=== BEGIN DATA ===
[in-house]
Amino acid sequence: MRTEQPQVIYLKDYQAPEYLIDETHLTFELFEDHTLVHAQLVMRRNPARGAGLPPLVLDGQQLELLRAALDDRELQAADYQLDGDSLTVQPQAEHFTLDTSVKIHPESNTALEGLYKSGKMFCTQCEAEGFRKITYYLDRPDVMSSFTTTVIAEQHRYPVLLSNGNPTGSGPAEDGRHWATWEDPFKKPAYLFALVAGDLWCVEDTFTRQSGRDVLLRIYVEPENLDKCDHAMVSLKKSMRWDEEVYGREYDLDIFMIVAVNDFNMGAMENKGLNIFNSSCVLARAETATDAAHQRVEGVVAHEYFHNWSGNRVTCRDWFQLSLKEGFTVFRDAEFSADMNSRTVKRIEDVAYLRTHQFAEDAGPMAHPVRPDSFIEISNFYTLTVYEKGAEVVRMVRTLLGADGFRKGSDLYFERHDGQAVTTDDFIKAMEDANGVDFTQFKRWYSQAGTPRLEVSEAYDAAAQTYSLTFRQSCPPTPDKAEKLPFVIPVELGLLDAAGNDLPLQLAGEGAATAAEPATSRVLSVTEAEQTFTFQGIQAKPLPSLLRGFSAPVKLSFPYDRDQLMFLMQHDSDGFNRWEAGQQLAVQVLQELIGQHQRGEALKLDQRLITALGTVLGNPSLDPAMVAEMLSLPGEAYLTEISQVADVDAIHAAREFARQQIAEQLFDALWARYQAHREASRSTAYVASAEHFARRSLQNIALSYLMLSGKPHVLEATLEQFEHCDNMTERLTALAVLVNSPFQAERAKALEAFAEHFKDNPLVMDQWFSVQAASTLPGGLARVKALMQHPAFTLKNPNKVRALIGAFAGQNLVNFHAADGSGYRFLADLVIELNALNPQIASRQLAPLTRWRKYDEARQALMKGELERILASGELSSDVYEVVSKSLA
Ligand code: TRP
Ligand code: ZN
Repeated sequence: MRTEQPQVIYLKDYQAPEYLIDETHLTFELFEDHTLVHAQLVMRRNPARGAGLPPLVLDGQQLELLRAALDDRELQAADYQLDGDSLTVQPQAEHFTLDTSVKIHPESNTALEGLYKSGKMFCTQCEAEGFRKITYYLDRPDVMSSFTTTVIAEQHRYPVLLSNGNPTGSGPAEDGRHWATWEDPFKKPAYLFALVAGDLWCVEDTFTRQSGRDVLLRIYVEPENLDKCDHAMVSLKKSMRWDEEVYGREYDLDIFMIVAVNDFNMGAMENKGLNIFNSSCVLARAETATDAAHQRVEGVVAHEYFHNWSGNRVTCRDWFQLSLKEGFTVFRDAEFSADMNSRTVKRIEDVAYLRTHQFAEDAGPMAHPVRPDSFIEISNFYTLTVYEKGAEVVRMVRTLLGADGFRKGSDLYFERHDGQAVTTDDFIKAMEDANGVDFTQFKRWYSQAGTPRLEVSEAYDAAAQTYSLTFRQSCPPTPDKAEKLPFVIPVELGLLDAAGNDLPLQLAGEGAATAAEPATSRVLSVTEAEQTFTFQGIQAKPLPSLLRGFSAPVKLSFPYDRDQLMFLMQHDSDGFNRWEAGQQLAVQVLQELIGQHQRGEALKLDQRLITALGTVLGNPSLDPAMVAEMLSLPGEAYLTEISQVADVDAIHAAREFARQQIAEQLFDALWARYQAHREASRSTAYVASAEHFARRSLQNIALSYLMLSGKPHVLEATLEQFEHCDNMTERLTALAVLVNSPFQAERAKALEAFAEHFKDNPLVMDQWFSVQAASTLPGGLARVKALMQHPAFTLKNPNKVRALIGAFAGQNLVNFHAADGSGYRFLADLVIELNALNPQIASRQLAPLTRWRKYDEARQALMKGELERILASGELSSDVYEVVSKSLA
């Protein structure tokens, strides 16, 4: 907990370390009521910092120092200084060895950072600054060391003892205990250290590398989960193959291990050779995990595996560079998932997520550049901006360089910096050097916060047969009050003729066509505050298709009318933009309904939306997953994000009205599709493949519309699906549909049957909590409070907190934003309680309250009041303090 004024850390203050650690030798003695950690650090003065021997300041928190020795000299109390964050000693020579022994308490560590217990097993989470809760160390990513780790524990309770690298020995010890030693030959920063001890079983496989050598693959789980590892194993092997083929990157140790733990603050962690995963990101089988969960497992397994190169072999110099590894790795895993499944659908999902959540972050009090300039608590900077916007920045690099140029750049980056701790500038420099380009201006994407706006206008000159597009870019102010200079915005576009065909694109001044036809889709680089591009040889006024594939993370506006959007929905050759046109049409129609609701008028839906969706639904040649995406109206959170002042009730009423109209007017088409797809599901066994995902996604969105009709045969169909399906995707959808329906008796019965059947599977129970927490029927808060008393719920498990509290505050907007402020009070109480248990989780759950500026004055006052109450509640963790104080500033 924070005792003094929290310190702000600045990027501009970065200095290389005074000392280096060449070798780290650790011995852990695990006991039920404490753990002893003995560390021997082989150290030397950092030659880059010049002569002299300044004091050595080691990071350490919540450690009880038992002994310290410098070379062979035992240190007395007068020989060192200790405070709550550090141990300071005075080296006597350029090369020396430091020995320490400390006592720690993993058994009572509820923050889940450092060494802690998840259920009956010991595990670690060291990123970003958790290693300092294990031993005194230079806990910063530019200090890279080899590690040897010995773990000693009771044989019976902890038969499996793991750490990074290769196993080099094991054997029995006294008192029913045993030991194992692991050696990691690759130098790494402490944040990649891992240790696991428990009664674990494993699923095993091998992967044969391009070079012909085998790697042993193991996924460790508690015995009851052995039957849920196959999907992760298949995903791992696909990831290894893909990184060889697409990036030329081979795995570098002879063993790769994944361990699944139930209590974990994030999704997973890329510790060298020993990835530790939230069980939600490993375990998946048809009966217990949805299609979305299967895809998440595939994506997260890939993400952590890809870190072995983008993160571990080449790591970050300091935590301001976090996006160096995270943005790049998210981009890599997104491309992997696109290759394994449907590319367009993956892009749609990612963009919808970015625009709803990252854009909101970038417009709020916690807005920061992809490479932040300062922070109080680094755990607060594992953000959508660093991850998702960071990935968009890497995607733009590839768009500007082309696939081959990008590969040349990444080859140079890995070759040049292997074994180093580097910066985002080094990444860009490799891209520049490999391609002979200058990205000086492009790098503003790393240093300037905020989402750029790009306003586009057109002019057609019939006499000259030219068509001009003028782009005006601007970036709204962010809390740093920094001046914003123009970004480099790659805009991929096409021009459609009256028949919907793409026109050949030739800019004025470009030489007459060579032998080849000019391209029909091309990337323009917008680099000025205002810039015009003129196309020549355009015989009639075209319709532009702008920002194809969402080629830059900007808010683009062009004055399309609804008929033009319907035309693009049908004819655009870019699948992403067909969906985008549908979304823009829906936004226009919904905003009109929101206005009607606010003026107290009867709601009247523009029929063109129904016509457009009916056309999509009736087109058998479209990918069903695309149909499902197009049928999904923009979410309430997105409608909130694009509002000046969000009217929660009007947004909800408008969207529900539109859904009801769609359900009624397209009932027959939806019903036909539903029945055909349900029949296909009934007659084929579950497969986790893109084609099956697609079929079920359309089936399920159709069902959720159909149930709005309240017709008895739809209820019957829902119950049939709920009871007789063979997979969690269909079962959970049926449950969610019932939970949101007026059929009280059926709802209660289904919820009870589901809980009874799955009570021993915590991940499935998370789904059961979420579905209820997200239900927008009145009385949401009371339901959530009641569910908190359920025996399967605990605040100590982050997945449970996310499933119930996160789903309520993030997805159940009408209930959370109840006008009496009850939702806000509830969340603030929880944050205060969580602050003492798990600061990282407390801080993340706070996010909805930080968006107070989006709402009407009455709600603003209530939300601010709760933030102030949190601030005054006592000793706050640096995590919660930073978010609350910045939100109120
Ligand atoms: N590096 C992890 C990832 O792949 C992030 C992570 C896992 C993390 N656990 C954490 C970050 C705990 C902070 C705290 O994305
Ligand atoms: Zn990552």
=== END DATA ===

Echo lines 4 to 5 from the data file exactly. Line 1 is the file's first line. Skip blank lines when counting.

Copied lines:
Ligand code: ZN
Repeated sequence: MRTEQPQVIYLKDYQAPEYLIDETHLTFELFEDHTLVHAQLVMRRNPARGAGLPPLVLDGQQLELLRAALDDRELQAADYQLDGDSLTVQPQAEHFTLDTSVKIHPESNTALEGLYKSGKMFCTQCEAEGFRKITYYLDRPDVMSSFTTTVIAEQHRYPVLLSNGNPTGSGPAEDGRHWATWEDPFKKPAYLFALVAGDLWCVEDTFTRQSGRDVLLRIYVEPENLDKCDHAMVSLKKSMRWDEEVYGREYDLDIFMIVAVNDFNMGAMENKGLNIFNSSCVLARAETATDAAHQRVEGVVAHEYFHNWSGNRVTCRDWFQLSLKEGFTVFRDAEFSADMNSRTVKRIEDVAYLRTHQFAEDAGPMAHPVRPDSFIEISNFYTLTVYEKGAEVVRMVRTLLGADGFRKGSDLYFERHDGQAVTTDDFIKAMEDANGVDFTQFKRWYSQAGTPRLEVSEAYDAAAQTYSLTFRQSCPPTPDKAEKLPFVIPVELGLLDAAGNDLPLQLAGEGAATAAEPATSRVLSVTEAEQTFTFQGIQAKPLPSLLRGFSAPVKLSFPYDRDQLMFLMQHDSDGFNRWEAGQQLAVQVLQELIGQHQRGEALKLDQRLITALGTVLGNPSLDPAMVAEMLSLPGEAYLTEISQVADVDAIHAAREFARQQIAEQLFDALWARYQAHREASRSTAYVASAEHFARRSLQNIALSYLMLSGKPHVLEATLEQFEHCDNMTERLTALAVLVNSPFQAERAKALEAFAEHFKDNPLVMDQWFSVQAASTLPGGLARVKALMQHPAFTLKNPNKVRALIGAFAGQNLVNFHAADGSGYRFLADLVIELNALNPQIASRQLAPLTRWRKYDEARQALMKGELERILASGELSSDVYEVVSKSLA